Sunday July 8, 2012
Coaching the beautiful game
CONTRADICTHEORY By DZOF AZMI
When players perform as a team, it makes it easier for everyone of them to shine.
THOSE who took the effort to wake up in the wee hours last Monday morning were rewarded with a footballing masterclass by Spain in the 2012 UEFA European Football Championships finals. However, the fact that Italy was even there to contest it was the more amazing story.
When the tournament started, Italian football was still being rocked by a match-fixing scandal. The police were even searching players’ rooms a week before the tournament, resulting in one player being dropped from the national squad.
Yet, four weeks later, despite being two goals down at halftime in the final against Spain, Italy was holding 52% of the possession.
To appreciate how impressive this was, Spain has not had less than half the possession by the end of a full game since their previous Euro final against Germany four years ago. Their average for the last World Cup and this year’s tournament was more than 60%.
So whereas every other nation defended deep and let the Spanish pass around them, Italy actually tried to win back the ball as often as possible. Unfortunately, any chance Italy had to keep that up in the final disappeared when they went down to 10 men.
It has been a roller-coaster ride for manager Cesare Prandelli, but he has stuck to his principles.
Prandelli is not your typical Italian manager, being one who believes that the key to the Azzuri’s success is a dynamic attack. Gone is the defensive catenaccio; it has been replaced by a rotating midfield pivoted around the passing wizardry of Andrea Pirlo. The Italians now try to make things happen, to win the ball and quickly transition defence into attack from the midfield.
“I prefer to concede a goal on the counter-attack,” Prandelli once said, “rather than sit, wait and suffer for 20 minutes (in defence)”.
He has also tried to raise the integrity of Italian football as a whole, promising a culture of meritocracy, as well as not being shy to drop players who get into disciplinary trouble with their respective clubs.
And he keeps his word. The day after qualifying for the quarter finals, he and his staff walked 21 kilometres to a monastery because he promised the monks he would do so if they made it past the group stage.
His appointment was a reaction to Italy’s disastrous 2010 World Cup campaign when they were knocked out in the first round (coincidentally Spain won that tournament). This was in spite of Italy winning the 2006 World Cup held in Germany, where the hosts were themselves the surprise package for that year.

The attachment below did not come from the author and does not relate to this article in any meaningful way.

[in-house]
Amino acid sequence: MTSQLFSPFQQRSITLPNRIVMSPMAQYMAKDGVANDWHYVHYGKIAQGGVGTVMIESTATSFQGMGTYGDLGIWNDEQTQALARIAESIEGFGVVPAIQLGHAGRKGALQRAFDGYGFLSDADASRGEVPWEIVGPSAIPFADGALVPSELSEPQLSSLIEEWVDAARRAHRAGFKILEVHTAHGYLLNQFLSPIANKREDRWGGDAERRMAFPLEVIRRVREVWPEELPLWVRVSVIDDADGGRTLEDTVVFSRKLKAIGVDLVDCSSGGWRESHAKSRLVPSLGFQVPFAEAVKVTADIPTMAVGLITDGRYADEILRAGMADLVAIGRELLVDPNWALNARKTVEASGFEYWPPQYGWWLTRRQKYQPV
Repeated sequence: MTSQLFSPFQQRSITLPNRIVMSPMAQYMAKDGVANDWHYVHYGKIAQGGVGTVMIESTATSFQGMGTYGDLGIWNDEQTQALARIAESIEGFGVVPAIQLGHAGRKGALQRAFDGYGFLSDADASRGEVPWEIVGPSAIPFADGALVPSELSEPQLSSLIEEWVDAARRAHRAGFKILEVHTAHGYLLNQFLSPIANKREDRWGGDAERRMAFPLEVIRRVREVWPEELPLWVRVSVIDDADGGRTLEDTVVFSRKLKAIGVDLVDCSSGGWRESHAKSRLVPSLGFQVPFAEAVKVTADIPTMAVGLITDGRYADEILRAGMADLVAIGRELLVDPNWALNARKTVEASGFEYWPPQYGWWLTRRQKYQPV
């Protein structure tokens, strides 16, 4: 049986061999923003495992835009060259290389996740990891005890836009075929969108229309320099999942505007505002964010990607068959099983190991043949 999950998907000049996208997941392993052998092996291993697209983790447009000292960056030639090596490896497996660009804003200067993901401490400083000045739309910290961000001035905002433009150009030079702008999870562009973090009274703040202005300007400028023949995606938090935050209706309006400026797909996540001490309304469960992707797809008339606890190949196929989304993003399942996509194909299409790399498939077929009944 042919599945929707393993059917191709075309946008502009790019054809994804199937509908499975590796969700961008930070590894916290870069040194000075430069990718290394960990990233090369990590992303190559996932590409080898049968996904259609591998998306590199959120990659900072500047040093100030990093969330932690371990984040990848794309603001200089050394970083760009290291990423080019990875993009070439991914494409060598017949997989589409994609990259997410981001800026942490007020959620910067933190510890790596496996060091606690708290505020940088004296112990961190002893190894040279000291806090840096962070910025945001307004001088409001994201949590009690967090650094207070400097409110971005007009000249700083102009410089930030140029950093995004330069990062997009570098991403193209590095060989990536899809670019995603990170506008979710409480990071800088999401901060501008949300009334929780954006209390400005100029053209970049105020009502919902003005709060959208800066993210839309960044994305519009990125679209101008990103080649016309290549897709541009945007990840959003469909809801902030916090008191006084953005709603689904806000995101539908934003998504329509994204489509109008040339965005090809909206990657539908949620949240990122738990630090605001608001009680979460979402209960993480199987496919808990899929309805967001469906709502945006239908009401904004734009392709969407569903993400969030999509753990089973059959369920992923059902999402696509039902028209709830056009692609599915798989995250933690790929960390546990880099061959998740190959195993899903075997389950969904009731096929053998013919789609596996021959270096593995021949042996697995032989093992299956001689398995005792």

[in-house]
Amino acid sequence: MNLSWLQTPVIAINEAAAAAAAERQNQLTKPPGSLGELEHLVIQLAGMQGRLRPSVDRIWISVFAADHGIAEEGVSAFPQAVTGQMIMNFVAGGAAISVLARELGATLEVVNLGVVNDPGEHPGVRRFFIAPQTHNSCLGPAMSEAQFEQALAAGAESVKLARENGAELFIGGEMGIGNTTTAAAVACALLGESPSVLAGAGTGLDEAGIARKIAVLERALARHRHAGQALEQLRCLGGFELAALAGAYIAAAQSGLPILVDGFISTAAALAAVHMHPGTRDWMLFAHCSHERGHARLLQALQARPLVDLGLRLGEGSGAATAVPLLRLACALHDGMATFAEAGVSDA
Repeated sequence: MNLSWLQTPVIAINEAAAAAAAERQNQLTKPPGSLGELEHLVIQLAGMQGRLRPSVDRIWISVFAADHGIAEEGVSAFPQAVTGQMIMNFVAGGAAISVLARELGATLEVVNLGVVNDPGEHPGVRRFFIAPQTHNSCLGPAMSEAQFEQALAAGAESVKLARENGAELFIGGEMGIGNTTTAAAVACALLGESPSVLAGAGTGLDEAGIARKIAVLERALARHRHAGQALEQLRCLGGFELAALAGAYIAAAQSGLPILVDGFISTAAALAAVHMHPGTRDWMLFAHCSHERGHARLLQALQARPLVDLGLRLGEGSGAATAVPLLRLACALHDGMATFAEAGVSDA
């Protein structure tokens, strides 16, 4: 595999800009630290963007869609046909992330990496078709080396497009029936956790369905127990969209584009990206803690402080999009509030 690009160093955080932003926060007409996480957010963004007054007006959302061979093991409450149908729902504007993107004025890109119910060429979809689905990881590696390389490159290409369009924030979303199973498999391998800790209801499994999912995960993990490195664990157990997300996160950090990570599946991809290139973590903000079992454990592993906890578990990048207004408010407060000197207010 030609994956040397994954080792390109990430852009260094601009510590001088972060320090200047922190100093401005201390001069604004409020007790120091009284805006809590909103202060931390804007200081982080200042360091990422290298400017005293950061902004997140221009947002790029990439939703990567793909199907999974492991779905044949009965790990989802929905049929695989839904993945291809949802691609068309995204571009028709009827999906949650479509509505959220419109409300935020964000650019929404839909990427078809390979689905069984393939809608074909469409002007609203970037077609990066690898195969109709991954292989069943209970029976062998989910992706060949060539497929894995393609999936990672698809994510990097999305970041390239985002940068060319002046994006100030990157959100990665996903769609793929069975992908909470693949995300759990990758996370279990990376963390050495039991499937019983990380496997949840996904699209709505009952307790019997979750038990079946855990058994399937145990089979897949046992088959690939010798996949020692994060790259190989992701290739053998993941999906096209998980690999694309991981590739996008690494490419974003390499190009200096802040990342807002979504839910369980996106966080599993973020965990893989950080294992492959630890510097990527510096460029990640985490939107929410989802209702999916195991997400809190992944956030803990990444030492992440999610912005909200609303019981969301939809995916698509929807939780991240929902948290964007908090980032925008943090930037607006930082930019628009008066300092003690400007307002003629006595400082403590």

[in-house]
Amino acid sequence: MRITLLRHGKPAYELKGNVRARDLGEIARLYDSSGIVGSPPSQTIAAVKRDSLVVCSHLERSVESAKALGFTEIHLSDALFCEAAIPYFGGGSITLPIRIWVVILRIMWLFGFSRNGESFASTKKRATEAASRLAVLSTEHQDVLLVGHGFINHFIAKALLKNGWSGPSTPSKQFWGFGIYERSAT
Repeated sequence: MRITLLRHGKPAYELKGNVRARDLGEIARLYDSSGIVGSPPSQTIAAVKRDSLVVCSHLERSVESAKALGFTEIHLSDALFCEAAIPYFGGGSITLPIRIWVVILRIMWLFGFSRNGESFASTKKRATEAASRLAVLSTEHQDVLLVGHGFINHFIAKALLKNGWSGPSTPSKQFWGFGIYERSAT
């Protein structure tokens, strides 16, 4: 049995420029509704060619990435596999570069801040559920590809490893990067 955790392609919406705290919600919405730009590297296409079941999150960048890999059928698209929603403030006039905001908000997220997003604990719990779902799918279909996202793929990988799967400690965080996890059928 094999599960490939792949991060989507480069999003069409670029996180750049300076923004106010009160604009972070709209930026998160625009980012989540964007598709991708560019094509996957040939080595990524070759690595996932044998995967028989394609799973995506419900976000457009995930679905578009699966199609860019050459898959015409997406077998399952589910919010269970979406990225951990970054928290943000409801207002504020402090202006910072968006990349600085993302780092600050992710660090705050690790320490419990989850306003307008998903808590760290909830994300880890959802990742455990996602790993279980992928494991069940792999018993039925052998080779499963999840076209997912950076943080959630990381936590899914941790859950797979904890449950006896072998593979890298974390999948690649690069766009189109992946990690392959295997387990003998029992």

When Jürgen Klinsmann was appointed manager of the German national team in 2004, he was ridiculed for bringing with him from the United States (where he was living) a more science-based approach to fitness and mental preparation. However, the vision of what the German football team was going to become was home-grown.
Klinsmann asked people: “If you host the World Cup, what would the people like to see?” The answer, it seems, was an aggressive, high-paced team that wasn’t shy to attack. Klinsmann took on the challenge, even though it was a huge change in style for the team.
A few months before the tournament began, Germany lost 4-1 to Italy in a friendly. He said: “You need to go through the difficult moments and be patient.” When the 2006 World Cup began, the sceptical public were surprised and entertained by Germany’s positive play. Although Germany were eventually knocked out (again) by Italy in the semi-finals, this time it was to rapturous applause.
This year, when Italy knocked Germany out (yet again) at the Euro 2012 semi-finals, there were nothing but angry German faces in the crowd. Expectations had grown.
In both cases, the managers had put forth a vision that was contrary to the status quo. They had been clear about what they wanted, and pushed through the changes that they wanted to see. And when things got tough, they adapted, but they never lost their focus on what they wanted to be.
Of course, I am a fan of the Malaysian national football team, and when I see them play, I would really like to believe that something similar is happening. What excites me most is that we try to play a skill-based game, orchestrating short passes from midfield through to attack, with the option of a long diagonal ball behind the defence should they press up too much.
And when they lose the ball, every player is expected to defend responsibly and collectively as a team.
The Under-23 squad is set up in a very similar way to the senior squad, presumably so that when players are promoted, they are familiar with the new set-up.
As a result, even though the junior team recently narrowly missed qualification for the Asian Football Confederation U-22 tournament, I felt that in most games they were at least trying to do things the right way. (It didn’t stop me from shouting at the TV screen, though).
This has brought several young Malaysians to prominence, most noticeably Mohd Nazmi Faiz who looks to be playing in Portugal next season, and other players may be bound for Thailand and Japan.
The fact that they are part of a team that play so attractively only makes it easier for them to shine. And I think that if Malaysian football can achieve something that many just a few years ago would have thought impossible, I’d like to think the rest of us can as well.
If anything, perhaps it is to Italy’s benefit that they lost the final last week. There were rumours that Prandelli was thinking of moving back to club football, but after the final he said: “Of course in my choice, this defeat is also a factor, the impossibility of leaving like this.”
Clearly, he thinks winning the World Cup might redeem for losing the Euro Championships.
■ Logic is the antithesis of emotion but mathematician-turned-scriptwriter Dzof Azmi’s theory is that people need both to make sense of life’s vagaries and contradictions.